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How to Pair Belgian Beer with Thanksgiving

Nov 15, 2016

Thanksgiving is just around the corner, which means heaps of food washed down by pints of beer. Sure, you could just serve any old beer that’s in your fridge, but that really wouldn’t give your guests something to give thanks for would it? For the third installment of “How to pair New Belgium with Thanksgiving,” we’ve got Grady Hull, assistant brewmaster, to walk us through all things Belgian, especially how to match Abbey and Trippel with your upcoming feast.

Kick off the meal with Trippel: “Trippel is kind of an aperitif. It would go toward the beginning of the meal, and probably pair really well with your salad. It’s kind of a warming aperitif, but it’s a big, strong beer that doesn’t overpower the salad,” says Hull.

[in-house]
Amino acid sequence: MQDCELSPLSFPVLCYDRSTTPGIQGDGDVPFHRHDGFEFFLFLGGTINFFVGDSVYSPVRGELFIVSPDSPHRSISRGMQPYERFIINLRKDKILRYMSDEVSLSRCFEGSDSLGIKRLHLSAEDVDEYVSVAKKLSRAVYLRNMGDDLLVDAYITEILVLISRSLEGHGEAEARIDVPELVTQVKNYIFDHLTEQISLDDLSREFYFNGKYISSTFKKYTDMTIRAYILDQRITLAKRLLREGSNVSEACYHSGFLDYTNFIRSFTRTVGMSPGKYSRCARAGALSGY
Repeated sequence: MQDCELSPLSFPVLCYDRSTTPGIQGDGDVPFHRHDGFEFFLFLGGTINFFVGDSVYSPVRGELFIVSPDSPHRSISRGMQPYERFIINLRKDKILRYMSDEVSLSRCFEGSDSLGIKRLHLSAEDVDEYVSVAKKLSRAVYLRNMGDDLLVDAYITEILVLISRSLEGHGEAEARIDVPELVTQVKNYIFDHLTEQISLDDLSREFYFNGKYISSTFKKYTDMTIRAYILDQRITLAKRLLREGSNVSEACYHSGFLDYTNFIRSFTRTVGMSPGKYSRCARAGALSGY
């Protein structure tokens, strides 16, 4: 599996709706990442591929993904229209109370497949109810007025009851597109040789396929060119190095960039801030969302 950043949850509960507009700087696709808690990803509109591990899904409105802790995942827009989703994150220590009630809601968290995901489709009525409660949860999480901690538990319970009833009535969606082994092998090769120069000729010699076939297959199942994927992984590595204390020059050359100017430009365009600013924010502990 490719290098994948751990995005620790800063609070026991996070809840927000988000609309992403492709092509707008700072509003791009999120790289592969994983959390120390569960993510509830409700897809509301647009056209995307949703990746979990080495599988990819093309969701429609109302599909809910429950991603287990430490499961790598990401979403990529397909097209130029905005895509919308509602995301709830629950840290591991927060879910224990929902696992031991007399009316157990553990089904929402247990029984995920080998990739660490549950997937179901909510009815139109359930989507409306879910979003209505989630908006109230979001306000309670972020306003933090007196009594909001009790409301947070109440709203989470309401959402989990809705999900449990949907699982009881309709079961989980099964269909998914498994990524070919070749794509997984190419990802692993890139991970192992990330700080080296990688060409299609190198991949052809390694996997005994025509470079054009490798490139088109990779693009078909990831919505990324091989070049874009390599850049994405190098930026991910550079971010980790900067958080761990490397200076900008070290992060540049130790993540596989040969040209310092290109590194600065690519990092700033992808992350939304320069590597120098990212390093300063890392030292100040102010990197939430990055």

Sours for the main course: “Kriek or Framboise—any of those tart styles with tannins pair well with fatty foods like gravy, turkey and dressing. All of those foods contain a lot of fat and grease, which contrasts the beer’s tartness and tannins. That’s why cranberries work really well with Thanksgiving.”

Save Abbey for last: Although Abbey’s rich malts and fruitiness elevate turkey and stuffing, “Its chocolate and banana come through really well with dessert,” says Hull. So, save your bottles of Abbey, a Belgian-style dubbel, for slices of pie (pumpkin, pecan, etc.) or cake (cheesecake or pound cake). 


More master pairings for Thanksgiving:

Sour beers

Fat Tire



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Abbey Thanksgiving Belgian Trippel